Party hosts get a dressing down…
A large M&S Bag for Life (of which I own enough to last me way beyond the grave) seemed an ideal wardrobe choice, while my husband opted for PE skirt and pigtails…
We were off to a Fancy Dress Party with 'Your Favourite Saint' as the theme, and Saints Michael and Trinian seemed an inspired couple. Until we knocked on the door and realised that all our friends and family clearly worshipped the same unlikely duo.
"It was all we could think of…" explained a green-bagged guest as she passed a sausage roll to her hairy legged, lacrosse-stick-wielding husband.
And that's the trouble with Fancy Dress. When first conceived by the host and hostess it seems hilarious: it’s a guaranteed ice breaker and solves the age-old dilemma of what to wear.
Except it’s not and it doesn't. Invitations stating anything more adventurous than 'smart casual' or 'black tie' instantly make most guests want to decline. And why people think that talking to someone dressed as Pussy Galore is easier than conversing with the same lady in a John Lewis party frock is bizarre.
As for deciding on the outfit… The two Saints took us more research than my son's entire RE dissertation. Meanwhile, a recent 'Come As You Are Party' involved at least 12 indecisive outfit changes from nightie to Catwoman (it was the only one left in the hire shop). I finally plumped for gym kit, only to be greeted by a room full of women in glamorous little black numbers. ‘Well, this is what we always wear around the house…" came the unlikely and conspiratorial cry.
Fancy Dress is funny for children, not for adults. The age when an individual no longer has a dressing up box (suitable for family viewing) in their bedroom is the age when the contents should no longer be worn in public.
There's a reason why department stores only stock Batman outfits plus detachable Robin and Obi One Kenobi with realistic hair up to age 11/12 years. Any older and the embarrassment far outweighs the fun, especially if tights are involved.
So why is it that Fancy Dress Hire Shops are continuing to put a smile on the face of our high streets, while more serious retailers are disappearing faster than the average superhero?
The fact is that, like childbirth, there's a conspiracy of silence around the F (and the D) word. As Brits we’re historically and genetically supposed to laugh at ourselves. It's no coincidence that London hosts the only Marathon in the world where participants are actively encouraged to run dressed as a Rhino, Phone Box, Scooby Doo or a Pepperoni to name but a sweat-inducing few.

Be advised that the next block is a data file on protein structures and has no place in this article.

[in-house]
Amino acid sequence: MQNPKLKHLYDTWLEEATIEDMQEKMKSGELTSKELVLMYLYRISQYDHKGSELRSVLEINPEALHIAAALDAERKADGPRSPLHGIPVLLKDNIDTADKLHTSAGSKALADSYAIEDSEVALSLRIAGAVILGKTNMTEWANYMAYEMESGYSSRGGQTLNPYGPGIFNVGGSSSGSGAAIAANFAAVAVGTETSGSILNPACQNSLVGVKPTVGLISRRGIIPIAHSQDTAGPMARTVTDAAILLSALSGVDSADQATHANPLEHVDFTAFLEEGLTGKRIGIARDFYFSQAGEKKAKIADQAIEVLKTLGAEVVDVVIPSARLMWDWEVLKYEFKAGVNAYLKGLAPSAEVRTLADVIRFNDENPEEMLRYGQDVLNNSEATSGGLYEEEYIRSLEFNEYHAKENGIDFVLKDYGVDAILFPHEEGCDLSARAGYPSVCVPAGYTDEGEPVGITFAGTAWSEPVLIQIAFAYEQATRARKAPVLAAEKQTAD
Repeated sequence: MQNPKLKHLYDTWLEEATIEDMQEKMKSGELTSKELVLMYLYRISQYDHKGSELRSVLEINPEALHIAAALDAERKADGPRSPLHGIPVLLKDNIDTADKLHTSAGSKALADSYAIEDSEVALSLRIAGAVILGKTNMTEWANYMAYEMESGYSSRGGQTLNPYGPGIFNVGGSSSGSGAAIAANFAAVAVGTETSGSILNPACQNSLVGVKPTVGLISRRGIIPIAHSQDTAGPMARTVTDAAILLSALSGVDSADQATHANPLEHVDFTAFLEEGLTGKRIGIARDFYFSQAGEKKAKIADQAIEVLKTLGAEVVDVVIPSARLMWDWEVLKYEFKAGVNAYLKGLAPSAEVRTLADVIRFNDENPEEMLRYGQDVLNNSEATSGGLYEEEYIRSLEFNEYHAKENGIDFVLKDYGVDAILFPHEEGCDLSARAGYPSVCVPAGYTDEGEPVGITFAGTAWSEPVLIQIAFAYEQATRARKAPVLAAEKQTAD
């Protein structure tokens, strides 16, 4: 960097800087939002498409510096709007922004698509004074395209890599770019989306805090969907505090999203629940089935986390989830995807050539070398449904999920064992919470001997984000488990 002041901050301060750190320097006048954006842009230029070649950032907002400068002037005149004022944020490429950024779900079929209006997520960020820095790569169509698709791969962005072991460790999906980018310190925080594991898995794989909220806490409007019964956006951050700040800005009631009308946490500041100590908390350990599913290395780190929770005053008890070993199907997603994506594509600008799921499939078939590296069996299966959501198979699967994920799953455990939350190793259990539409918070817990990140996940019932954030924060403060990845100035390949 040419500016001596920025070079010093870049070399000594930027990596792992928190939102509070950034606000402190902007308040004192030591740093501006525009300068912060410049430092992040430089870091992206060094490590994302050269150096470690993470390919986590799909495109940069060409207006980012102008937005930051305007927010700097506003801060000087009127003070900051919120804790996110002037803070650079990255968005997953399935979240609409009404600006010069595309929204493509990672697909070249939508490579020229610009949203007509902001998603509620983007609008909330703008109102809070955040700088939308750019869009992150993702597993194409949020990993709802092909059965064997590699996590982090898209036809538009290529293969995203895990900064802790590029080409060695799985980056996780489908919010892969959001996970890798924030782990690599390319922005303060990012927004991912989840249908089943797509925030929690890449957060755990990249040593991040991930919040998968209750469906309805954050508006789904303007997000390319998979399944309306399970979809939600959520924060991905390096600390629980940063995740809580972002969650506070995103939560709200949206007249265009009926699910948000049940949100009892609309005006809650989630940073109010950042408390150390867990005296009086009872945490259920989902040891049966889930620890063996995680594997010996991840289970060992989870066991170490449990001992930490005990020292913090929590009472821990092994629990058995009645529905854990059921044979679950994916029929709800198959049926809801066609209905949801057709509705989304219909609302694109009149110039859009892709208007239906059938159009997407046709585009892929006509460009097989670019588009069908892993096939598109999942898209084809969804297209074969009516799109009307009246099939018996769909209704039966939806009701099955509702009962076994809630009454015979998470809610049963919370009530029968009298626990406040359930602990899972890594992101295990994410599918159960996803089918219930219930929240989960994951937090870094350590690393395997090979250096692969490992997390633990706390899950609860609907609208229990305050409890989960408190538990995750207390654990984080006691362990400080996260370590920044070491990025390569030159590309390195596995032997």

Imagine the French taking to the streets of Paris for 26 miles and 385 yards in anything less chic than a small pair of Lycra shorts, or the Germans crossing the line in the Berlin Marathon in anything less practical than the most aerodynamic kit. It's incredible that Seb didn't introduce a dressing-up element into the London Olympics – a suit of armour might have slowed Usain down a bit and given the Brits the edge…
…because as a nation Fancy Dress is something we excel at. Naturally we have to embrace it or we find ourselves accused of lacking a sense of humour: the ultimate insult. By default, to throw a Fancy Dress Party is assumed to be a public declaration of incredible wit.
Secretly, we all know that both are a lie but few of us will risk the social suicide that comes with an admission that the best invitations are actually those that allow us dress in our own favourite party clothes (the ones we chose with style and grace in mind) not as our favourite TV character.
This Easter we want to eat hot cross bun[nie]s, not dress up as them – and the only chicken we want to see is in the oven not the mirror.
So… a message for all those hosts and hostesses out there who are tempted to write Fancy Dress on their Easter Egg Hunt invitations just stop and think.
Imagine it landing on your own mat. By all means convey a sense of humour with some witty word play on an Easter theme (Eggxcellent, say, or Eggstravaganza)… but just don't make us all dress up as one or the yoke really will be on you.